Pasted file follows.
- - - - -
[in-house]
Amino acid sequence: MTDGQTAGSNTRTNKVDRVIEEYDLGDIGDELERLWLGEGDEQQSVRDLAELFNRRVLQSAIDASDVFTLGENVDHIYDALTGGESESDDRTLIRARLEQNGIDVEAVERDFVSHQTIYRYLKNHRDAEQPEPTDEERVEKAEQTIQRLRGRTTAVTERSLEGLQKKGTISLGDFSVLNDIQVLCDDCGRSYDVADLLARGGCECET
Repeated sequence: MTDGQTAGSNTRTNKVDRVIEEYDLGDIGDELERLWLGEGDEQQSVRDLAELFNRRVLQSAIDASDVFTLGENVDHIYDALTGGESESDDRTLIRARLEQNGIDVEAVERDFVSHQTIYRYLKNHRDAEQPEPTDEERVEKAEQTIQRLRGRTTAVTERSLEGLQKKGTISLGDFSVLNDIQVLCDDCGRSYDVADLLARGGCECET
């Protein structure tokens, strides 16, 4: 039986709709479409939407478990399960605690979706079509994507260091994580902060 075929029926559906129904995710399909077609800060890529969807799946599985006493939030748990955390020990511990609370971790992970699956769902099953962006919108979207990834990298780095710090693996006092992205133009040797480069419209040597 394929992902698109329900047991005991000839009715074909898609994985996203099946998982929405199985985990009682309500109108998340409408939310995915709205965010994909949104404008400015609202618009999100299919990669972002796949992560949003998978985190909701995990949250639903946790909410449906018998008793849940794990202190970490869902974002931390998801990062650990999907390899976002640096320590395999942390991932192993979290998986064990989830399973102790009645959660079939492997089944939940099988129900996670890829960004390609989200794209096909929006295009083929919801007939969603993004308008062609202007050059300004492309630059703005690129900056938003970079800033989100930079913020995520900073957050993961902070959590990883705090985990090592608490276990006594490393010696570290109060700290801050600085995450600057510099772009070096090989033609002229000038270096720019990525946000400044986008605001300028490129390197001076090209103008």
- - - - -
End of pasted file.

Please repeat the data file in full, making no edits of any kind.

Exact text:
[in-house]
Amino acid sequence: MTDGQTAGSNTRTNKVDRVIEEYDLGDIGDELERLWLGEGDEQQSVRDLAELFNRRVLQSAIDASDVFTLGENVDHIYDALTGGESESDDRTLIRARLEQNGIDVEAVERDFVSHQTIYRYLKNHRDAEQPEPTDEERVEKAEQTIQRLRGRTTAVTERSLEGLQKKGTISLGDFSVLNDIQVLCDDCGRSYDVADLLARGGCECET
Repeated sequence: MTDGQTAGSNTRTNKVDRVIEEYDLGDIGDELERLWLGEGDEQQSVRDLAELFNRRVLQSAIDASDVFTLGENVDHIYDALTGGESESDDRTLIRARLEQNGIDVEAVERDFVSHQTIYRYLKNHRDAEQPEPTDEERVEKAEQTIQRLRGRTTAVTERSLEGLQKKGTISLGDFSVLNDIQVLCDDCGRSYDVADLLARGGCECET
């Protein structure tokens, strides 16, 4: 039986709709479409939407478990399960605690979706079509994507260091994580902060 075929029926559906129904995710399909077609800060890529969807799946599985006493939030748990955390020990511990609370971790992970699956769902099953962006919108979207990834990298780095710090693996006092992205133009040797480069419209040597 394929992902698109329900047991005991000839009715074909898609994985996203099946998982929405199985985990009682309500109108998340409408939310995915709205965010994909949104404008400015609202618009999100299919990669972002796949992560949003998978985190909701995990949250639903946790909410449906018998008793849940794990202190970490869902974002931390998801990062650990999907390899976002640096320590395999942390991932192993979290998986064990989830399973102790009645959660079939492997089944939940099988129900996670890829960004390609989200794209096909929006295009083929919801007939969603993004308008062609202007050059300004492309630059703005690129900056938003970079800033989100930079913020995520900073957050993961902070959590990883705090985990090592608490276990006594490393010696570290109060700290801050600085995450600057510099772009070096090989033609002229000038270096720019990525946000400044986008605001300028490129390197001076090209103008």